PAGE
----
Voice/Vision Holocaust Survivor Oral History Archive

Eva Boros - February 11, 1983


It's--I'm saying that it's beginning because uh, the importance of the date is that at the end of September I think was Yom Kippur, Erev Yom Kippur my parents were sent away. They were deported for good. Uh, why I say all this is that the inter... since you ask me, and I'm interviewed and you want to know my faith. We were there, this--the widow was the mother of the people that took me in. They lived in Bratislava, but she lived outside of Bratislava, which was uh, I don't remember the name of the place. I cannot remember. It was, you know... And uh, we lived there the two girls. We were from school, school friends. Actually she's here in the States. And uh, at a certain day uh, these people came back from Bratislava and said that I have to leave. I have to leave. Not Edy Guta who was my friend who didn't she--I have to leave because the Germans took my parents and there won't be anyone to pay for my stay. It was all done for money, of course. So uh, I took--she took my things, she said, I will suggest you don't take your uh, all your things because it will be very suspicious. So I said, "Fine I will leave it here." She says, "Very well." So I left with a coat and with any, with nothing. And I went to Bratislava. And I went to the place where I thought my sister is hiding. The problem only was that she wasn't there anymore because these people did the same thing to her a few days ago. And uh, she--I don't know where she was. She wasn't there. Nobody was home. So there I was--how old was I, twelve? I was twelve years old. Not yet twelve. I just couldn't imagine what else I can do. There was one more possibility, which was in walking distance because I didn't have a penny at all. I didn't have one drop of money. It was walking distance because outside of Bratislava and the walking uh, would have been about six miles. And I could have done it, I did it before when I didn't have to. But it was a walk. I didn't do it alone then. I could have done it. It would have been awfully suspicious that there is young kid is walking in the middle of the--of September. It was cold, it was very cold then. Uh, to walk. I could have done it. That was the last possibility. And the very last was that I just go and say, go to the Nazi or whatever to the police and say, here I am. But that was not--I wasn't yet at this point. I went to look for my sister and then I went to that uh, gentleman that had the money. Okay, so you go where the money is. And I, I went in and my sister was there. It was by chance. And uh, at this point his son arrived for some reason and he said, "Oh you don't have where to go, I will take care of you."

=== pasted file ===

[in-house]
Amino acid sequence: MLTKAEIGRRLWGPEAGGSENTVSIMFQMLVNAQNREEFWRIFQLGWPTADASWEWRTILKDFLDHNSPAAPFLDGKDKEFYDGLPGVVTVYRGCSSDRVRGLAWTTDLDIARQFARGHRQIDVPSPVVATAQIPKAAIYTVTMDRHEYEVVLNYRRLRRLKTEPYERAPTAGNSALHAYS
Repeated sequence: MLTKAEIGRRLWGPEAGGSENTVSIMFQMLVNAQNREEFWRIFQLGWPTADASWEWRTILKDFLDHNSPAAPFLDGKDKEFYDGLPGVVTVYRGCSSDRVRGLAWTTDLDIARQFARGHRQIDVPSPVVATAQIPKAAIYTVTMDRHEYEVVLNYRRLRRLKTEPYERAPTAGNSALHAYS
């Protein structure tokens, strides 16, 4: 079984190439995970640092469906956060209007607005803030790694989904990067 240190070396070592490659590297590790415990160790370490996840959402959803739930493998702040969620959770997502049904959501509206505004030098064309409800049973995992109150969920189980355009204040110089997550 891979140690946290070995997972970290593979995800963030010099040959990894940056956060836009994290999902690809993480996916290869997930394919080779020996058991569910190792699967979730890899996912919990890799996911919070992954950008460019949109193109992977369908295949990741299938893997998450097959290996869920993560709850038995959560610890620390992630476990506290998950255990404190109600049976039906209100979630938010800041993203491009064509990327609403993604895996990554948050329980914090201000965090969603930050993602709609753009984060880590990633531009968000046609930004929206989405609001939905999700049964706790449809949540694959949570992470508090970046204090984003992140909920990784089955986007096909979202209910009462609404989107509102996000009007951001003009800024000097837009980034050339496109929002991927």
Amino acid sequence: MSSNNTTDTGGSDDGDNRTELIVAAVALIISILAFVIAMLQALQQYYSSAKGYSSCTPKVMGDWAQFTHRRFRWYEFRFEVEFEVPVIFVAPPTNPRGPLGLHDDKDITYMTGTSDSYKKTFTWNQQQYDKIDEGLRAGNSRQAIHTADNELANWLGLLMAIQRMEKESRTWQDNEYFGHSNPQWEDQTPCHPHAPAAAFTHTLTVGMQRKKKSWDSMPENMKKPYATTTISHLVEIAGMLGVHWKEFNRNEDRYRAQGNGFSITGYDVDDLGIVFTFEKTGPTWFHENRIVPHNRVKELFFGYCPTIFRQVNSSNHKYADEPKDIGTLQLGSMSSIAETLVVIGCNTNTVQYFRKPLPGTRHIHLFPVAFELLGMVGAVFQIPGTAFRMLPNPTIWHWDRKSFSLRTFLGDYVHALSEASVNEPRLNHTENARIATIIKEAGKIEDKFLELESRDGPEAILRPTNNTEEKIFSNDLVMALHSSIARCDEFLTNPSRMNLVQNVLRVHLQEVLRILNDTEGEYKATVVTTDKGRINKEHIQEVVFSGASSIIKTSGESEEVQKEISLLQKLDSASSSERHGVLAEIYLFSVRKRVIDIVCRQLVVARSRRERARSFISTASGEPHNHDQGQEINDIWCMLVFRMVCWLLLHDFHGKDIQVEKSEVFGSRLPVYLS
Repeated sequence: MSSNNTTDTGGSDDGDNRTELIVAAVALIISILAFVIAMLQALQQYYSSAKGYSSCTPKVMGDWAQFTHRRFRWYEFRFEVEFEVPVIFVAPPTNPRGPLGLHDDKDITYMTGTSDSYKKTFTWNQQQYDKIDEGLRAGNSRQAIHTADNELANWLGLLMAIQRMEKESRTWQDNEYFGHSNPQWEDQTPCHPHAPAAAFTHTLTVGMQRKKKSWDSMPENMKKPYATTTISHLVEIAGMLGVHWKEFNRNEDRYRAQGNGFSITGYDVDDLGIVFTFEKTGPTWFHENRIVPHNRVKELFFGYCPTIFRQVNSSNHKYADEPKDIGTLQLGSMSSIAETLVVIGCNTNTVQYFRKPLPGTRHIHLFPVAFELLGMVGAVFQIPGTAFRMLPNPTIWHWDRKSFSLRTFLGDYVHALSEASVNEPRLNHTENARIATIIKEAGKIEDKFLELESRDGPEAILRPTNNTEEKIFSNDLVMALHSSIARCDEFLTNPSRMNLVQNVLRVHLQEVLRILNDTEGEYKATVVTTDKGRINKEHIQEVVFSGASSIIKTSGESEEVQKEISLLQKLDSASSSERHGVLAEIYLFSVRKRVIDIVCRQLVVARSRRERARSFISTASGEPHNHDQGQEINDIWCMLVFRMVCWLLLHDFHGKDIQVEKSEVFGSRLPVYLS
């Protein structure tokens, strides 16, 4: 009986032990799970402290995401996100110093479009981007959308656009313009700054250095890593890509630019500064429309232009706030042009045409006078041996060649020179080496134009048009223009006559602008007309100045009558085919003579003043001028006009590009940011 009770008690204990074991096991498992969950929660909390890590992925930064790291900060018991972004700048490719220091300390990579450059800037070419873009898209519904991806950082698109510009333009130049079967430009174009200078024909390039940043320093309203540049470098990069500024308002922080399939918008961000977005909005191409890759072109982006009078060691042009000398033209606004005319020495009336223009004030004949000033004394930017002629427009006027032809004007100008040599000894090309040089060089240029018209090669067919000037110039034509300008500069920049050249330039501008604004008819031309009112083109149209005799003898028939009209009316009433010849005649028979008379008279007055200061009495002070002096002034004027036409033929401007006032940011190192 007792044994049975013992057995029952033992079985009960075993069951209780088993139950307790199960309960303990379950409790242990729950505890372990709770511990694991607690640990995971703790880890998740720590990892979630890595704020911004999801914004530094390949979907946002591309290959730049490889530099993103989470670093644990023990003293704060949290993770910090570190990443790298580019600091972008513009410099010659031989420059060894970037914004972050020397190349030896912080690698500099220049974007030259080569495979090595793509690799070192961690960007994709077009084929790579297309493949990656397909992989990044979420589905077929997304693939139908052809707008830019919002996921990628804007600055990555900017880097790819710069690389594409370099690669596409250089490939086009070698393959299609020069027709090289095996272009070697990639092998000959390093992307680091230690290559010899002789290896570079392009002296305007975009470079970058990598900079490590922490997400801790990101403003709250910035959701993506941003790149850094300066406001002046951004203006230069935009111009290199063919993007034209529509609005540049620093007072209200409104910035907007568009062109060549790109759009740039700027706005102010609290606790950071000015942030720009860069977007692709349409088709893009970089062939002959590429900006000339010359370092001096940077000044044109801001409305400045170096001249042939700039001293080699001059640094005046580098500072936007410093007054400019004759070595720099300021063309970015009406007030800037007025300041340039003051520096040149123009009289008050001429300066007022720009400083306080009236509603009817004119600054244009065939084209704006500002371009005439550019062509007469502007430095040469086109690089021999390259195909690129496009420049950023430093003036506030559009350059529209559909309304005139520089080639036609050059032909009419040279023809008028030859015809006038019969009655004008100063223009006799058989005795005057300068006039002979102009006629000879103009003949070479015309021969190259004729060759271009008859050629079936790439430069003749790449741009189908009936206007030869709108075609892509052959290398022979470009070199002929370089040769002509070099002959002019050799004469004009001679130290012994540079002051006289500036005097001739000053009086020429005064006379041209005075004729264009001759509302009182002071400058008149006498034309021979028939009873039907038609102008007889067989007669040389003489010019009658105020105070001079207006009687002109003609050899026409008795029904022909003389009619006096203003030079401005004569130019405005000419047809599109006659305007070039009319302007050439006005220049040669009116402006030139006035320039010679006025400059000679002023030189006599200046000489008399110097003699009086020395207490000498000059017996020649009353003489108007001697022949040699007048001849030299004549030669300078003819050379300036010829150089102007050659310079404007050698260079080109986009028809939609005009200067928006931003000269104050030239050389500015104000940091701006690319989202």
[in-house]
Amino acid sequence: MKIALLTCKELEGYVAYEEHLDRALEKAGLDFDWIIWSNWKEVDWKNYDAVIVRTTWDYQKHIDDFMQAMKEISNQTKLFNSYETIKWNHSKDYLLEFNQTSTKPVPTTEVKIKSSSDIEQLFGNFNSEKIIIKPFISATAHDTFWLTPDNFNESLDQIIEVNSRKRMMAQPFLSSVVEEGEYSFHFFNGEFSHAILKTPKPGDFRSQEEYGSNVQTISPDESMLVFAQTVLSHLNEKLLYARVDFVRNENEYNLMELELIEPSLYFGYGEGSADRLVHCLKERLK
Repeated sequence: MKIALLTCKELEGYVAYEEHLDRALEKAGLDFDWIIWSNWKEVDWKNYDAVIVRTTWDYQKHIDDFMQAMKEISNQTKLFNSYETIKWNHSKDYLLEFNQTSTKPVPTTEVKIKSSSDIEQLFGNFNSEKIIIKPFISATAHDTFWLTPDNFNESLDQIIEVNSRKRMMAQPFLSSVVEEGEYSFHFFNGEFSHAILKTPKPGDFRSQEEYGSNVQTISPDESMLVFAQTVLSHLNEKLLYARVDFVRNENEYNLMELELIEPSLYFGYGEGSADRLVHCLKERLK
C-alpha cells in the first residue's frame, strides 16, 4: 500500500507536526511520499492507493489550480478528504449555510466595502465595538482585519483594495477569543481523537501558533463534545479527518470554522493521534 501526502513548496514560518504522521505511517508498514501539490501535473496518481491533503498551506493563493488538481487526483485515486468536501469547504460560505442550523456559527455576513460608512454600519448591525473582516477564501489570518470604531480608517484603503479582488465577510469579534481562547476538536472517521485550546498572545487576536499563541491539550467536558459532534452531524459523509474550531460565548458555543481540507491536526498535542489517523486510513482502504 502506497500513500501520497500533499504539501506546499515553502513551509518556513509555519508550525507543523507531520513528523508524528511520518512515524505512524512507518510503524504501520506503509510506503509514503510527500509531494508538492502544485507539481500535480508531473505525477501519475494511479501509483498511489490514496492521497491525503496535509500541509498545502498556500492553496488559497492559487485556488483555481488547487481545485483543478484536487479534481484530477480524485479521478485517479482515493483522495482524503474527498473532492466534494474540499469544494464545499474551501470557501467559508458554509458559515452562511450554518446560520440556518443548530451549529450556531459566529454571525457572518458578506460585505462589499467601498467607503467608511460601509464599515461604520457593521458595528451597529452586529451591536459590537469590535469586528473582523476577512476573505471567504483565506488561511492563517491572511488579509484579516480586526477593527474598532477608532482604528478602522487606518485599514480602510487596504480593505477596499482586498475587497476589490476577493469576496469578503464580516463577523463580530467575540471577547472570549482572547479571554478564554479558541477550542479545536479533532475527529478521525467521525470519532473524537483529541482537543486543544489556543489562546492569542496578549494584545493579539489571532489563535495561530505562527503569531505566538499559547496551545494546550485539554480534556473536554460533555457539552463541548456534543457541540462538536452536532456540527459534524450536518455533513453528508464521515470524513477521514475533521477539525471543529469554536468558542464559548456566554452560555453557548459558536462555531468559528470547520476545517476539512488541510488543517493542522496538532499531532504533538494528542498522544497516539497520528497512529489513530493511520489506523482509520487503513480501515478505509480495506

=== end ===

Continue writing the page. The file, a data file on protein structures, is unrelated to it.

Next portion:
The Nazi son?

The Nazi man. So it was that, since the older man was there, he said, how will you take care of them? He said, "Since my wife and child are living outside of Bratislava because of the bombardment that went on and uh, to save them uh, I will take them there and they will just hide in my house." It wasn't a house, it was a rented house, a peasant house. Fine, so. It was an absurd situation because the whole place was as big as this. And that was for the two of us and the three of them. No bathroom, no kitchen, no nothing. So anyway, we went and we were happy to have that. And we still--my brother was still at those people, the original place, thank God. So uh, I didn't have an idea where he is. I didn't even know that he is. That only my sister. So we went there, which was uh, if you want me to write it down, it is Nitrianska Streda.

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